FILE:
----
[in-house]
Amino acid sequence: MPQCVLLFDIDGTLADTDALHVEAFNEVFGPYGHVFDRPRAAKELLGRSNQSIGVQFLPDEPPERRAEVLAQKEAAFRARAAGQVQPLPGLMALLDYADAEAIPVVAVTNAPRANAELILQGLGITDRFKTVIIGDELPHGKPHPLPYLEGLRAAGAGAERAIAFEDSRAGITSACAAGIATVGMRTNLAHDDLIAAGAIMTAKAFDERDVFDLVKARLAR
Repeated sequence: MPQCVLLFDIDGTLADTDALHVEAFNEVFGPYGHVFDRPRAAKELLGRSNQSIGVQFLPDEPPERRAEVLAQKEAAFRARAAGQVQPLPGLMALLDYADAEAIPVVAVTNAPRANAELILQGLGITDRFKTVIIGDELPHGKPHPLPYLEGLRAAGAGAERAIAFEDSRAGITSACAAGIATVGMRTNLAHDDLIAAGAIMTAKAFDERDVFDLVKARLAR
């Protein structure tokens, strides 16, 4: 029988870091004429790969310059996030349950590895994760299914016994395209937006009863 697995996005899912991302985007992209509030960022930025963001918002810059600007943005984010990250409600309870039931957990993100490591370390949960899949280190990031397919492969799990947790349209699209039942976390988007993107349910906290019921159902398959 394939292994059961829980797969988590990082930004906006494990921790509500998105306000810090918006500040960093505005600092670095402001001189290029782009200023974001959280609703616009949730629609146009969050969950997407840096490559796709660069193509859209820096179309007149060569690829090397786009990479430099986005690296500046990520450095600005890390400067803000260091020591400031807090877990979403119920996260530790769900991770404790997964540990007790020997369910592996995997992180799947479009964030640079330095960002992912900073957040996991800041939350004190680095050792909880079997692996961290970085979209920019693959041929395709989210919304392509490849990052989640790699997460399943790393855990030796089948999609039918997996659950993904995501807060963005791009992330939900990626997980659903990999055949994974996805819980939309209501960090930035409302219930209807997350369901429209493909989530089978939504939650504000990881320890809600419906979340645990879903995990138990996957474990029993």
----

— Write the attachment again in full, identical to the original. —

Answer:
[in-house]
Amino acid sequence: MPQCVLLFDIDGTLADTDALHVEAFNEVFGPYGHVFDRPRAAKELLGRSNQSIGVQFLPDEPPERRAEVLAQKEAAFRARAAGQVQPLPGLMALLDYADAEAIPVVAVTNAPRANAELILQGLGITDRFKTVIIGDELPHGKPHPLPYLEGLRAAGAGAERAIAFEDSRAGITSACAAGIATVGMRTNLAHDDLIAAGAIMTAKAFDERDVFDLVKARLAR
Repeated sequence: MPQCVLLFDIDGTLADTDALHVEAFNEVFGPYGHVFDRPRAAKELLGRSNQSIGVQFLPDEPPERRAEVLAQKEAAFRARAAGQVQPLPGLMALLDYADAEAIPVVAVTNAPRANAELILQGLGITDRFKTVIIGDELPHGKPHPLPYLEGLRAAGAGAERAIAFEDSRAGITSACAAGIATVGMRTNLAHDDLIAAGAIMTAKAFDERDVFDLVKARLAR
């Protein structure tokens, strides 16, 4: 029988870091004429790969310059996030349950590895994760299914016994395209937006009863 697995996005899912991302985007992209509030960022930025963001918002810059600007943005984010990250409600309870039931957990993100490591370390949960899949280190990031397919492969799990947790349209699209039942976390988007993107349910906290019921159902398959 394939292994059961829980797969988590990082930004906006494990921790509500998105306000810090918006500040960093505005600092670095402001001189290029782009200023974001959280609703616009949730629609146009969050969950997407840096490559796709660069193509859209820096179309007149060569690829090397786009990479430099986005690296500046990520450095600005890390400067803000260091020591400031807090877990979403119920996260530790769900991770404790997964540990007790020997369910592996995997992180799947479009964030640079330095960002992912900073957040996991800041939350004190680095050792909880079997692996961290970085979209920019693959041929395709989210919304392509490849990052989640790699997460399943790393855990030796089948999609039918997996659950993904995501807060963005791009992330939900990626997980659903990999055949994974996805819980939309209501960090930035409302219930209807997350369901429209493909989530089978939504939650504000990881320890809600419906979340645990879903995990138990996957474990029993």